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Re: "ESP, remote viewing actually ‘complementary cognition?’ " -

Post  ankh_f_n_khonsu on Sun Jul 26, 2009 9:25 am

Sascrunch wrote:I would agree, that aspect of it makes me sort of roll my eyes.

What aspect of the Stargate project inspires you to 'roll your eyes'?
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Re: "ESP, remote viewing actually ‘complementary cognition?’ " -

Post  Sascrunch on Sun Jul 26, 2009 4:33 pm

ankh_f_n_khonsu wrote:What aspect of the Stargate project inspires you to 'roll your eyes'?

Any time you combine the government with occult sciences and/or spiritual practices, it ends up sounding like an Art Bell program. Just not my cup of tea.
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Re: "ESP, remote viewing actually ‘complementary cognition?’ " -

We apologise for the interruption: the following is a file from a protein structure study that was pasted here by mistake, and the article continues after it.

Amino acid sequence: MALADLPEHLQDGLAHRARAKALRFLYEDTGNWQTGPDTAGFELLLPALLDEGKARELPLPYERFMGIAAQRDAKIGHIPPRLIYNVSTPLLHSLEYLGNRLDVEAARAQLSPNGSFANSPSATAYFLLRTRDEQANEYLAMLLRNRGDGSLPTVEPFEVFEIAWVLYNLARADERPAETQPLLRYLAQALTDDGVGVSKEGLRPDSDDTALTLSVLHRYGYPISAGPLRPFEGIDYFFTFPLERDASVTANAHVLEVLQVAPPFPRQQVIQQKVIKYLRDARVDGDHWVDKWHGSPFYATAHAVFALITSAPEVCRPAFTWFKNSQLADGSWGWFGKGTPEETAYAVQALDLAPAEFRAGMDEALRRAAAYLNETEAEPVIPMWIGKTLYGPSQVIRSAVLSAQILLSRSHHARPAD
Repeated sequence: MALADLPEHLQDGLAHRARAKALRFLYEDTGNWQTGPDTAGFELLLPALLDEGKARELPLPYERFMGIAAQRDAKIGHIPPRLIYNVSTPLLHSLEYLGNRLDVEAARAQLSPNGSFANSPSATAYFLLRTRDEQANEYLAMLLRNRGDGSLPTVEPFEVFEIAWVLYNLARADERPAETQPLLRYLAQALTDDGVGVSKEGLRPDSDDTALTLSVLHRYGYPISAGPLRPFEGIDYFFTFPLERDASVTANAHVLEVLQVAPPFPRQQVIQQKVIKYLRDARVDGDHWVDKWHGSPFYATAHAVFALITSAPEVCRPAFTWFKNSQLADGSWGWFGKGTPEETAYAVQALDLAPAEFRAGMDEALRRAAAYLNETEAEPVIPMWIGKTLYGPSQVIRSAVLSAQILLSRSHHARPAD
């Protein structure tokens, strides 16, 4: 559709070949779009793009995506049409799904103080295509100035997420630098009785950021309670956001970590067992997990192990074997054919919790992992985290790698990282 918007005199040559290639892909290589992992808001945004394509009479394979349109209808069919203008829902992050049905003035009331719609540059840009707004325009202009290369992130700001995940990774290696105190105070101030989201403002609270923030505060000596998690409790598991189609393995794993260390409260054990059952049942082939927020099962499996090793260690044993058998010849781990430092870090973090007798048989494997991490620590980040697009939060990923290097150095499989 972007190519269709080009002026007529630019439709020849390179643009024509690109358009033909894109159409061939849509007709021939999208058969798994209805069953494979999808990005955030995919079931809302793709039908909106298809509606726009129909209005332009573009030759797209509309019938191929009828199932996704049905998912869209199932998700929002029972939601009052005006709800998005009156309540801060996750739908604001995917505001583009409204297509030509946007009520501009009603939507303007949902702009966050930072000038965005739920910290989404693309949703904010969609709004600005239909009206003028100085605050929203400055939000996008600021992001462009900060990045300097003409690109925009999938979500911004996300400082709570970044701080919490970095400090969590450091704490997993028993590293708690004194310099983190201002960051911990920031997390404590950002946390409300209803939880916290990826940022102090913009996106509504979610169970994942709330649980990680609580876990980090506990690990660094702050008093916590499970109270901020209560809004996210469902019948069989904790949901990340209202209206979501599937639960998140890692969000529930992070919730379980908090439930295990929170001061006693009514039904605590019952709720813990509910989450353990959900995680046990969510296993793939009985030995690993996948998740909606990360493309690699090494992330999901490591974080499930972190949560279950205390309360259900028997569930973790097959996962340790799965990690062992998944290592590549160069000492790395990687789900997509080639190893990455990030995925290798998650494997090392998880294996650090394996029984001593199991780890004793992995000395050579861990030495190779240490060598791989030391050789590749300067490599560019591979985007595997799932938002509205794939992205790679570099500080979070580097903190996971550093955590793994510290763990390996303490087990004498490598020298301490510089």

Post  emperorzombie on Sun Jul 26, 2009 10:02 pm

the art bell show is usually entertaining but skepticism is advised.
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Re: "ESP, remote viewing actually ‘complementary cognition?’ " -

Post  Khephra on Sun Jul 26, 2009 11:38 pm

Sascrunch wrote:Any time you combine the government with occult sciences and/or spiritual practices, it ends up sounding like an Art Bell program. Just not my cup of tea.

Out of curiosity, what aspect(s) of the Stargate program do you consider "occult sciences and/or spiritual practices"?

emperorzombie wrote:the art bell show is usually entertaining but skepticism is advised.